Open Access Articles- Top Results for Tachykinin receptor 1

Tachykinin receptor 1

External IDsOMIM162323 MGI98475 HomoloGene20288 IUPHAR: 360 ChEMBL: 249 GeneCards: TACR1 Gene
RNA expression pattern
File:PBB GE TACR1 208049 s at tn.png
File:PBB GE TACR1 210637 at tn.png
More reference expression data
RefSeq (mRNA)NM_001058NM_009313
RefSeq (protein)NP_001049NP_033339
Location (UCSC)Chr 2:
75.27 – 75.43 Mb
Chr 6:
82.4 – 82.56 Mb
PubMed search[1][2]

The tachykinin receptor 1 (TACR1) also known as neurokinin 1 receptor (NK1R) or substance P receptor (SPR) is a G protein coupled receptor found in the central nervous system and peripheral nervous system. The endogenous ligand for this receptor is Substance P, although it has some affinity for other tachykinins. The protein is the product of the TACR1 gene.[1]


Tachykinins are a family of neuropeptides that share the same hydrophobic C-terminal region with the amino acid sequence Phe-X-Gly-Leu-Met-NH2, where X represents a hydrophobic residue that is either an aromatic or a beta-branched aliphatic. The N-terminal region varies between different tachykinins.[2][3][4] The term tachykinin originates in the rapid onset of action caused by the peptides in smooth muscles.[4] Substance P is the most researched and potent member of the tachykinin family. It is an undecapeptide with the amino acid sequence Arg-Pro-Lys-Pro-Gln-Gln-Phe-Phe-Gly-Leu-Met-NH2.[2] SP binds to all three of the tachykinin receptors, but it binds most strongly to the NK1 receptor.[3]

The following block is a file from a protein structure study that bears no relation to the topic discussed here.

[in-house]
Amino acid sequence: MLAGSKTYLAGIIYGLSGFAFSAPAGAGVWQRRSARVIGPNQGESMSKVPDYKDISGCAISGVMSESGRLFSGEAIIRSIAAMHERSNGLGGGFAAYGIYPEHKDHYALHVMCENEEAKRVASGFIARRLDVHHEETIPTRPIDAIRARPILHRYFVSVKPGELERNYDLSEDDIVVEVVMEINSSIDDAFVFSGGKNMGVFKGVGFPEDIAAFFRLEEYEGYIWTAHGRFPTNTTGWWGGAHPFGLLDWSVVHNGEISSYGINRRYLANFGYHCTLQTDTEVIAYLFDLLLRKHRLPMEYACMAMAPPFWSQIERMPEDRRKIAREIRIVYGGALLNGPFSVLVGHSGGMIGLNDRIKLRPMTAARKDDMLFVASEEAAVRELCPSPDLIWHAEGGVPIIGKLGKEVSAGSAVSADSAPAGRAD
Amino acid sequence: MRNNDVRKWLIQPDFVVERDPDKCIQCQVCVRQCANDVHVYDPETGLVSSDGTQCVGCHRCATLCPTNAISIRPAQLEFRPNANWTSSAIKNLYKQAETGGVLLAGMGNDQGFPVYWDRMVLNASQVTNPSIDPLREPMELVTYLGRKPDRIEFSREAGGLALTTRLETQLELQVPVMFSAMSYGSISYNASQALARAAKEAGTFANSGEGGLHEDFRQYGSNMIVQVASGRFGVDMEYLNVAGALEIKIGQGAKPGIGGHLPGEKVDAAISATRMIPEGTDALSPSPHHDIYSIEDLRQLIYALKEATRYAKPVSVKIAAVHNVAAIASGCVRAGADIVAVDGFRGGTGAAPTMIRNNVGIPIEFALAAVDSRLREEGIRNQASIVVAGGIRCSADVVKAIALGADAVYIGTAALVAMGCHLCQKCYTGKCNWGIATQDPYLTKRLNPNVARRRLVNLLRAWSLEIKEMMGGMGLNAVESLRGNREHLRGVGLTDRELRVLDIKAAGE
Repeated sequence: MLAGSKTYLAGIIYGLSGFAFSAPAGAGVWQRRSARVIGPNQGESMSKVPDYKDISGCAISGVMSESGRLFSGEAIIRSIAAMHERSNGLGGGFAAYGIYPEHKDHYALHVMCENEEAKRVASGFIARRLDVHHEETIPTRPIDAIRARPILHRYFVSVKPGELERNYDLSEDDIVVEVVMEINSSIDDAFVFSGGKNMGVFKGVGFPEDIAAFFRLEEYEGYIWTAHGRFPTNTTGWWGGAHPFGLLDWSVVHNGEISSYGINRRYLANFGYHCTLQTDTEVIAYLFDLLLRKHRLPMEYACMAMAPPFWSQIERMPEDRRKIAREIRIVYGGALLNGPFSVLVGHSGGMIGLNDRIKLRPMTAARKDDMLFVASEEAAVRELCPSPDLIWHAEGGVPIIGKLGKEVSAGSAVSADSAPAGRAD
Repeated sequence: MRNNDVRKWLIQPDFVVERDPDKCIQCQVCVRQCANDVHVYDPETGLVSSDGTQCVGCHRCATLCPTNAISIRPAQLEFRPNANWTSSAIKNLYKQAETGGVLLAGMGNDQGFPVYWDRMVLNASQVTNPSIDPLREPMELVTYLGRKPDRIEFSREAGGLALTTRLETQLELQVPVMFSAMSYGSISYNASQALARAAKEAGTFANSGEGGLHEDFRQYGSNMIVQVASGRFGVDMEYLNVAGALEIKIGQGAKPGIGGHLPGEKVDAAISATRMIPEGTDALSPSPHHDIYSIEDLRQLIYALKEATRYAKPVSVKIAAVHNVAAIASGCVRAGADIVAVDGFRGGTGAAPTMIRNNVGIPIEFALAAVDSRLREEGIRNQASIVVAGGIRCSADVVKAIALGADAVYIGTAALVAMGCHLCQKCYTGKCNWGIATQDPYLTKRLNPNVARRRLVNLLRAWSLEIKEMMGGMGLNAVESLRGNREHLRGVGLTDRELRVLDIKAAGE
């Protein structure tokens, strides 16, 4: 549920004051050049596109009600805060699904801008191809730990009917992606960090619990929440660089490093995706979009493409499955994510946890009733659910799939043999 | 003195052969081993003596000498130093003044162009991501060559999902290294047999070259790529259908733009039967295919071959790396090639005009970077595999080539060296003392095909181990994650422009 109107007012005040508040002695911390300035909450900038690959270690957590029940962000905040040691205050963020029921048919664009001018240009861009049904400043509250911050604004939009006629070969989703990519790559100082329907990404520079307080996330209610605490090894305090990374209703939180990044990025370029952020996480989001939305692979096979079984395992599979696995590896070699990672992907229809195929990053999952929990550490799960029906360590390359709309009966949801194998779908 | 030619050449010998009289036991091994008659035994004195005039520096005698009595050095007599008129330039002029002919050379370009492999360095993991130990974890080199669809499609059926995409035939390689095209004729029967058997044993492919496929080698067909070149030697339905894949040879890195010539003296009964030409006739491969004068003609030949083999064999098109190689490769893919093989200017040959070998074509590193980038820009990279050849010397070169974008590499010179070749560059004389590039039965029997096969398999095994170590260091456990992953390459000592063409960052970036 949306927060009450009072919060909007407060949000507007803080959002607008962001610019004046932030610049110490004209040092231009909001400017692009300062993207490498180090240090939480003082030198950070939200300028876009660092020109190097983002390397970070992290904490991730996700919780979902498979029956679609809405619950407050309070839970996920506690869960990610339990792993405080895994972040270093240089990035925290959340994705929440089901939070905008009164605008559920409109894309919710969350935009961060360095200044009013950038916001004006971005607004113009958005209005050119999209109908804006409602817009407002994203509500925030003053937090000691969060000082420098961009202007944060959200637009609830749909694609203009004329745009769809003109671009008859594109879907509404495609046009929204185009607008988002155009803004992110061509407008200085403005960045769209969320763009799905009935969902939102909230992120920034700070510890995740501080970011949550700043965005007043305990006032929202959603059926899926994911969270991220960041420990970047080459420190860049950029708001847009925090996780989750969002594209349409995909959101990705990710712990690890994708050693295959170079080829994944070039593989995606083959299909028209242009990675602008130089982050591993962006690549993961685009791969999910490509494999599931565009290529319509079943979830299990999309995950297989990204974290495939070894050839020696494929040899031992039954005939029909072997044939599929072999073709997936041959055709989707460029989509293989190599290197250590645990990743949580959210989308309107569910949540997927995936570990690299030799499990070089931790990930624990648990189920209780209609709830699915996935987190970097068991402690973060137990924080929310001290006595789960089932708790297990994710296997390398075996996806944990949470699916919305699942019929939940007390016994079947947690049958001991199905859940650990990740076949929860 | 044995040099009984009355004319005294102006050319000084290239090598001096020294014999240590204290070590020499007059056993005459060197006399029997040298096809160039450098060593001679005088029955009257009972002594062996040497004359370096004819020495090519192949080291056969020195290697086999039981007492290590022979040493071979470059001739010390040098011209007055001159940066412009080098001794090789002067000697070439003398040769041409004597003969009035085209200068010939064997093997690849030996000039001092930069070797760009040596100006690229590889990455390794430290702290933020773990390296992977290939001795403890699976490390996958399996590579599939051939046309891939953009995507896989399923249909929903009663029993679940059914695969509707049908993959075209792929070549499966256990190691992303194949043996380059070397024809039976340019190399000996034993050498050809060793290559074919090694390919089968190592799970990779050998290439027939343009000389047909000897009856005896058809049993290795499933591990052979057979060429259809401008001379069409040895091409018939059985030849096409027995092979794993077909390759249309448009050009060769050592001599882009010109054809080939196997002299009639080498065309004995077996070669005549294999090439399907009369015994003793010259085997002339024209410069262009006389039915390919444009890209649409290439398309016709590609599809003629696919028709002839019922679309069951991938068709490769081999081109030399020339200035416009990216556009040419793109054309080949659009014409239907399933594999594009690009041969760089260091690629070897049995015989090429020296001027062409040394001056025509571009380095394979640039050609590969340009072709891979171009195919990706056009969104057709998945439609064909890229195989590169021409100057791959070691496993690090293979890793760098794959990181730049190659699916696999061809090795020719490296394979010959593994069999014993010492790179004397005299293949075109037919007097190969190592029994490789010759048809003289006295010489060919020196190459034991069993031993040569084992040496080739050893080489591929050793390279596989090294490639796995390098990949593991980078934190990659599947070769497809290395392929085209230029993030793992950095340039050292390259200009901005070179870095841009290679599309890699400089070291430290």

Tachykinin NK1 receptor[5] consists of 407 amino acid residues, and it has a molecular weight of 58.000.[2][6] NK1 receptor, as well as the other tachykinin receptors, is made of seven hydrophobic transmembrane (TM) domains with three extracellular and three intracellular loops, an amino-terminus and a cytoplasmic carboxy-terminus. The loops have functional sites, including two cysteines amino acids for a disulfide bridge, Asp-Arg-Tyr, which is responsible for association with arrestin and, Lys/Arg-Lys/Arg-X-X-Lys/Arg, which interacts with G-proteins.[5][6]

Distribution and function

The NK1 receptor can be found in both the central and peripheral nervous system. It is present in neurons, brainstem, vascular endothelial cells, muscle, gastrointestinal tracts, genitourinary tract, pulmonary tissue, thyroid gland and different types of immune cells.[5][7][4][6] The binding of SP to the NK1 receptor has been associated with the transmission of stress signals and pain, the contraction of smooth muscles and inflammation.[8] NK1 receptor antagonists have also been studied in migraine, emesis and psychiatric disorders. In fact, aprepitant has been proved effective in a number of pathophysiological models of anxiety and depression.[9] Other diseases in which the NK1 receptor system is involved include asthma, rheumatoid arthritis and gastrointestinal disorders.[10]